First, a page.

The coaching programme has had its challenges. As you can imagine the budget to fly us to Tanzania was not made available, so coaching is happening online is the same manner as we did with CivicSurf. The DFID bloggers are in full-time positions working seven days a week and in time zones and work patterns that don’t necessarily coincide with our 9 – 5 UK life. Thankfully Griff, who has been leading the coaching, works flexible hours.

Finally, Owen Barder, who used to work at DFID, notes approvingly:

DfID has a very good reputation abroad, but hardly anybody in the UK knows anything about it, or appreciates how much DfID contributes to positive perceptions of Britain. I hope this blog will help tell the story in a very direct and personal way.

Good work, all.

Simon Dickson at WordCampUK

Quick notes on Simon Dickson‘s presentation at WordCampUK:

  1. Make big change happen in a small way
  2. Didn’t intend to be a WP fanboy, but it just turned out to be the best way of doing things
  3. Need for a WP ecosystem – WP now mature enough to require/support a real community
  4. PHP geeks not enough – need to understand the simplicity of the platform
  5. Simon not a developer, or designer. Can get by, but could do with some help!
  6. Three threats: procurement teams, IT people and
  7. Big web projects cost far too much – hundreds of thousands, millions even. Not just the systems, but the project management etc
  8. Free platforms has benefits, including longevity and ongoing support
  9. Simon started using typepad mainly, as seemed easier. No need for IT depts to know about what people were doing. takes that to a new level.
  10. Typepad has limitations – too blog focused. Need WP’s flexibility especially that which you get from self-hosted
  11. Up to 30% of blogs now are custom domained / CSS etc
  12. Appeals of WP – zero cost (can send the wrong message), skills base (lots of local talent to draw on)
  13. Designed for use by the individual – no need for support, it’s so easy to use. Upgrade cycle the only glitch
  14. Focus on content – it’s NOT about the tech – also don’t have to wade through metadata fields before writing content. Make it like writing something in Word (sad but true)
  15. Power of RSS – category based, tag based, integrated wordpress mini sites into the big ugly corporate CMS. Use SimplePie and Google API
  16. Do you mention the word ‘blog’ in relation to WP? Initially no, but maybe mention it early then move on. Blog not as dirty a word as it was. Ingrained in culture. BBC news journalists are known by their blogs as much as anything
  17. ourNHS site – built 3 times in 12 months, but so what? Quick, easy and cheap. Lord Darzi’s blog – discussion at time about referring to it as that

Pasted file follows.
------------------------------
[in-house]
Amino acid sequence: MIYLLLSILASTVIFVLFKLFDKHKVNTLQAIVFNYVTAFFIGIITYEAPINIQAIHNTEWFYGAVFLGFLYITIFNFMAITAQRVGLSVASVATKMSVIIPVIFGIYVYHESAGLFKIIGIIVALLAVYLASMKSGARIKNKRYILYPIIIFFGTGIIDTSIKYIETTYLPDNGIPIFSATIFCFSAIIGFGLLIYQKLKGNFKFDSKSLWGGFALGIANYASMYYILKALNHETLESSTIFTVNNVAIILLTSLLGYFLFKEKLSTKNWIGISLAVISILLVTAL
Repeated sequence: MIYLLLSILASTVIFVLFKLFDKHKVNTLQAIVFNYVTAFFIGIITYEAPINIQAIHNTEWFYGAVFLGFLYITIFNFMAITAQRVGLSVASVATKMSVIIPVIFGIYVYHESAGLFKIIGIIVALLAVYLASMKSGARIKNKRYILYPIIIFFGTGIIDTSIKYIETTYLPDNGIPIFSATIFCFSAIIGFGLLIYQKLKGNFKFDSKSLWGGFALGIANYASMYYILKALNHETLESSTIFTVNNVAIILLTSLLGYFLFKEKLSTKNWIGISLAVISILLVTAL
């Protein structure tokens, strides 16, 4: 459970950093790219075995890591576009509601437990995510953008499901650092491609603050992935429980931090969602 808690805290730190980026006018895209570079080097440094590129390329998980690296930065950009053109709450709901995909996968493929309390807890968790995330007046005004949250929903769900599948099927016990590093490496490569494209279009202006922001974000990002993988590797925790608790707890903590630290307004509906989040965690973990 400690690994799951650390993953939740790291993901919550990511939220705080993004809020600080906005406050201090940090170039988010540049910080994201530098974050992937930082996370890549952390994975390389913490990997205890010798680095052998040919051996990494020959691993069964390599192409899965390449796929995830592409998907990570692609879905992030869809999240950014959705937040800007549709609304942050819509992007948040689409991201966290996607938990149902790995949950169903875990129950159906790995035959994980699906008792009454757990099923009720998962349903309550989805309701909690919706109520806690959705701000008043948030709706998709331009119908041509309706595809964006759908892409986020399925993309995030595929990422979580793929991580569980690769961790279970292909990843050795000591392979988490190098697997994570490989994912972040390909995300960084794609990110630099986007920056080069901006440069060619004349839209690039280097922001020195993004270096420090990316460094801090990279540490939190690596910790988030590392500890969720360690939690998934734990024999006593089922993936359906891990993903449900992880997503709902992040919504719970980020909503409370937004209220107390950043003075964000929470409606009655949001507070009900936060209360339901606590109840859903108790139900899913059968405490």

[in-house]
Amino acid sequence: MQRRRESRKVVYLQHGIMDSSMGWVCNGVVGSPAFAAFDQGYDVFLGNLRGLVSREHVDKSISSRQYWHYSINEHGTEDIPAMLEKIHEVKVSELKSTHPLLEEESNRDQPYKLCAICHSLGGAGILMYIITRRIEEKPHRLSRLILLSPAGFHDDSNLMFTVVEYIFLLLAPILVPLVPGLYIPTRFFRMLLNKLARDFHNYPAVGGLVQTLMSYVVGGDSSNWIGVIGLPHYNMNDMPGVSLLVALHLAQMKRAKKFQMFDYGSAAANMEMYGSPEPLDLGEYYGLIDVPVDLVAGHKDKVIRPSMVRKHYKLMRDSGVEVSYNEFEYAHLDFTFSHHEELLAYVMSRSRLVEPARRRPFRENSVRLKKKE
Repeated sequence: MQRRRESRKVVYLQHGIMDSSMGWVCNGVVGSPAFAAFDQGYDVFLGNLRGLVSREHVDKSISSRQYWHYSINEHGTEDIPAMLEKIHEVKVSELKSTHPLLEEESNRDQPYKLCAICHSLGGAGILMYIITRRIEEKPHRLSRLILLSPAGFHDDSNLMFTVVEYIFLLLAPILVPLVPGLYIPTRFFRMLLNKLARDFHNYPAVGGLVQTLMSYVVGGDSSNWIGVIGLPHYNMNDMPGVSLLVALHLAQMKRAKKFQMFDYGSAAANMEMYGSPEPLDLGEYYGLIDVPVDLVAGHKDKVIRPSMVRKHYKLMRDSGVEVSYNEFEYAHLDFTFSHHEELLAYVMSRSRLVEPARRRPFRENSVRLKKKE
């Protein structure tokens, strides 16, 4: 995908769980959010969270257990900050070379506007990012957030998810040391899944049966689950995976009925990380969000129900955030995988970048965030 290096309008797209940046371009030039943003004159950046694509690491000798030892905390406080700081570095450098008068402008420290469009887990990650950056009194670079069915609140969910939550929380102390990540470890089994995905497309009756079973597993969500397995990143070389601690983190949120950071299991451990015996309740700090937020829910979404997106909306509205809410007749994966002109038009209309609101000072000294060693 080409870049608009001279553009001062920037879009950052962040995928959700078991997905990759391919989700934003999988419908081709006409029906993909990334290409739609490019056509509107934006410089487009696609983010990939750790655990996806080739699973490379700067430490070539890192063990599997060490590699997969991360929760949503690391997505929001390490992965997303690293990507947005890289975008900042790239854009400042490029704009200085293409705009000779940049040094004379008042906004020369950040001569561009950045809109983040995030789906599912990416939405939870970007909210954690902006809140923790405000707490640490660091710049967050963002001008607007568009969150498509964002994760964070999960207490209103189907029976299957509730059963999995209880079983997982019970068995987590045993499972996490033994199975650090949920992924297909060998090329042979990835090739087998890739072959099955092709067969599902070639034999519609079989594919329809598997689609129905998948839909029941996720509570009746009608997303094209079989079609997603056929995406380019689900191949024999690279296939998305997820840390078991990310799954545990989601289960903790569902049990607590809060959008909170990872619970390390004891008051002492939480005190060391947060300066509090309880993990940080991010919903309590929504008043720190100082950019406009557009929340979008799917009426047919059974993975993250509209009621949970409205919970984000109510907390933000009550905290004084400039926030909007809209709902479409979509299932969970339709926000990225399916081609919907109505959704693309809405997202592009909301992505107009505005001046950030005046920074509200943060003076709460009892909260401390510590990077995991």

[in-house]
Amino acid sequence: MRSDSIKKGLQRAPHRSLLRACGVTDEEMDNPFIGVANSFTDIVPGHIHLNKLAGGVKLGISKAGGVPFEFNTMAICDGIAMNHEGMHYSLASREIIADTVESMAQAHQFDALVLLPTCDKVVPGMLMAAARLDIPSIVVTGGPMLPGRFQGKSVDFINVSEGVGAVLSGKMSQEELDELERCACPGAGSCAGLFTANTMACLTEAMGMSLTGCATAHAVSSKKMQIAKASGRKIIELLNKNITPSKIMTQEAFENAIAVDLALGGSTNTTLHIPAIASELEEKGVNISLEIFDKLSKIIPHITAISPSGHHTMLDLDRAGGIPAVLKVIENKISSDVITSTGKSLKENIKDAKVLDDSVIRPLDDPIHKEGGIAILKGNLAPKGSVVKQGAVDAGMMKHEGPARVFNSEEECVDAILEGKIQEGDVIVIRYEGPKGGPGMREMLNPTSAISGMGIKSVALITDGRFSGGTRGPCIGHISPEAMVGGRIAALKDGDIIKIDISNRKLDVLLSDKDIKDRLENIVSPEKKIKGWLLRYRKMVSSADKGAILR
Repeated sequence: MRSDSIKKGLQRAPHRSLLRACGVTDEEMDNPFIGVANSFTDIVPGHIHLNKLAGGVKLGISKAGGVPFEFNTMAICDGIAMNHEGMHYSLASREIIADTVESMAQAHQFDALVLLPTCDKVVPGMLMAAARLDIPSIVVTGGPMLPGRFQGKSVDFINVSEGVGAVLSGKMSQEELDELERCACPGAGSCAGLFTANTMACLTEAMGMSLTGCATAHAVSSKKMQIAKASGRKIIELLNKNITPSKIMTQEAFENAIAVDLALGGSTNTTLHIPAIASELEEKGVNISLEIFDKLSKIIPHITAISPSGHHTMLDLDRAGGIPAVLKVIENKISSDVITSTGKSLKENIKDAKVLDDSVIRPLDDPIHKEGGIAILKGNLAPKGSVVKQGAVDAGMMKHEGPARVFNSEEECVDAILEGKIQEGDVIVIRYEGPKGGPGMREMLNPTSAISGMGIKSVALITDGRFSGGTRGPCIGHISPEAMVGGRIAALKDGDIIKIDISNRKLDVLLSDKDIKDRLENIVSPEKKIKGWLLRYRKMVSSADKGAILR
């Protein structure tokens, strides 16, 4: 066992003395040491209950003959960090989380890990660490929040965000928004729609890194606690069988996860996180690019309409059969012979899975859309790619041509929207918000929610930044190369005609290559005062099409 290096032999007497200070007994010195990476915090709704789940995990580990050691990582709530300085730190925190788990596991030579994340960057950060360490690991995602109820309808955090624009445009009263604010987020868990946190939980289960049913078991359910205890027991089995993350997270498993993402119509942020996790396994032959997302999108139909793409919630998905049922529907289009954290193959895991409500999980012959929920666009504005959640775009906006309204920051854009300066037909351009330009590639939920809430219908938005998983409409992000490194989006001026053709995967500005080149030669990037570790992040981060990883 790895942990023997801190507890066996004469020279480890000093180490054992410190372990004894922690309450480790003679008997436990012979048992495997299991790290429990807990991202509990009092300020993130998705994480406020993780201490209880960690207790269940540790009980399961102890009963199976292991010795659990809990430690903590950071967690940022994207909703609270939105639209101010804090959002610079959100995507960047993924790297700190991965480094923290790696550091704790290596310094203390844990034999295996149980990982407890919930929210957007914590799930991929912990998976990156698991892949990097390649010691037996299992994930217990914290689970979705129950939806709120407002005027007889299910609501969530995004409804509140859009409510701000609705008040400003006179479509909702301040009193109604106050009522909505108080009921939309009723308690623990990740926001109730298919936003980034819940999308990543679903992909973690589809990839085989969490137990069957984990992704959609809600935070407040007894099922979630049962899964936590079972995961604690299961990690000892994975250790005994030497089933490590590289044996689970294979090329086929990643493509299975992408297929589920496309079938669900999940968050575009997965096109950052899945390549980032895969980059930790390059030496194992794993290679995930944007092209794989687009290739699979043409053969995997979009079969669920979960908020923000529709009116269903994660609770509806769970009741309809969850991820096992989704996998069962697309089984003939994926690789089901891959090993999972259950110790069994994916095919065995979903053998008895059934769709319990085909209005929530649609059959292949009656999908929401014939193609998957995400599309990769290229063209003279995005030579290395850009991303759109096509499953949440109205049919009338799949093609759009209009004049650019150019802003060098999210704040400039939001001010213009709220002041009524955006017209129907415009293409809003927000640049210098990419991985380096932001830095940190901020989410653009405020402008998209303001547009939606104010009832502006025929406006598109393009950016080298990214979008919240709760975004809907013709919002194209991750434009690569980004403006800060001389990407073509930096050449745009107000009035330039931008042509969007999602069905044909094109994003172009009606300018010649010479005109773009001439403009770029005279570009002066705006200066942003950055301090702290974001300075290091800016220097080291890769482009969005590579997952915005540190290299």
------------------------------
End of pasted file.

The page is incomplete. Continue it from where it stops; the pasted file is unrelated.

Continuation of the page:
18. Incredible power in themes
  19. “can WordPress do X?” YES! It’s just HTML and PHP folks.
  20. Automate as much as possible through the WP loop
  21. With WP sites, build it then walk. Very very few support requests
  22. WordPress in Welsh with the Wales Office site
  23. New number 10 website is running on wordpress. Round of applause for Simon
  24. Number 10 – what they do is news. News is blogs. Hence, blogging the right medium.
  25. Blogging and political journalism are merging
  26. When dealing with big orgs, form a precedent quickly. No. 10 started using youtube first in uk gov, now everyone is at it!
  27. No. 10 Twitter feed – c3,500 followers – people wanting to be a part of the conversation re: uk gov. Amazing!
  28. No, 10 uses Brightcove for video hosting etc
  29. Key message: acceptance of lightweight, social tools
  30. Security testing of No. 10 – heavyweight testing going on. Will be fed back to Automattic
  31. Micro sites, sites within sites…Can be thrown together fast, run as long as you need them, then close
  32. Theme switching – WP allows one-click change of template. Have some themes developed for certain incidents, can turn on when needed
  33. WordPress as crisis site when required. Have sitting in the background til when needed.
  34. What’s needed in WordPress to get into enterprise environment: page ordering (need rag and drop built in), slicker workflow (better pending/drafts handling), new long term support version (like ubuntu, don’t call it legacy branch!) ie better upgrades, the ecosystem/community (we need people that understand WP available and on call!)
  35. Developers – need to understand content and designers need to understand the WP machinery
  36. WP generalists?

WordCamp UK

WordCamps are fairly unorganised events for lovers of the best blogging platform, like, eva: WordPress. The first one in the UK is taking place in Birmingham next month, and it’s going to be great. Get a ticket here.

Even better news is that Simon Dickson‘s going to be there, and running a session on non-blogging with WordPress. Simon’s also sponsoring the event, in his words:

It’s maybe unusual for a one-man company to sponsor a fairly large conference like this. But virtually everything Puffbox does at the moment is WordPress-based. It’s the content management platform I always dreamed of… and it’s free of charge. It’s time I gave something back.

Besides, it’s in Puffbox’s interests for this gathering to take place. It’ll be an enjoyable weekend of unashamed geekery. I’m hoping to meet some interesting people, learn some interesting things, and help create a support infrastructure for WordPress in the UK. A T-shirt with a big W on the front would be a bonus.

Well done him, a brilliant gesture, not least because Simon has already done more than anyone to progress the use of lightweight, low cost solutions like WordPress in UK government. I last saw Simon at the UK Gov barcamp aaaaaages ago, so will look forward to catching up with him – and a whole host of other top WordPress folk – at the WordCamp.

New Wales Office Website

Thanks to Simon Dickson, the Welsh Wales Office website has had a real facelift. It looks really good, nice and clean layout and a smart news layout. Simon covers it all in more detail on his blog.

And the best bit? It’s running on WordPress. Great work, Simon!

(And if any other government departments would like a WordPress site of their own, you know where I am 😉 )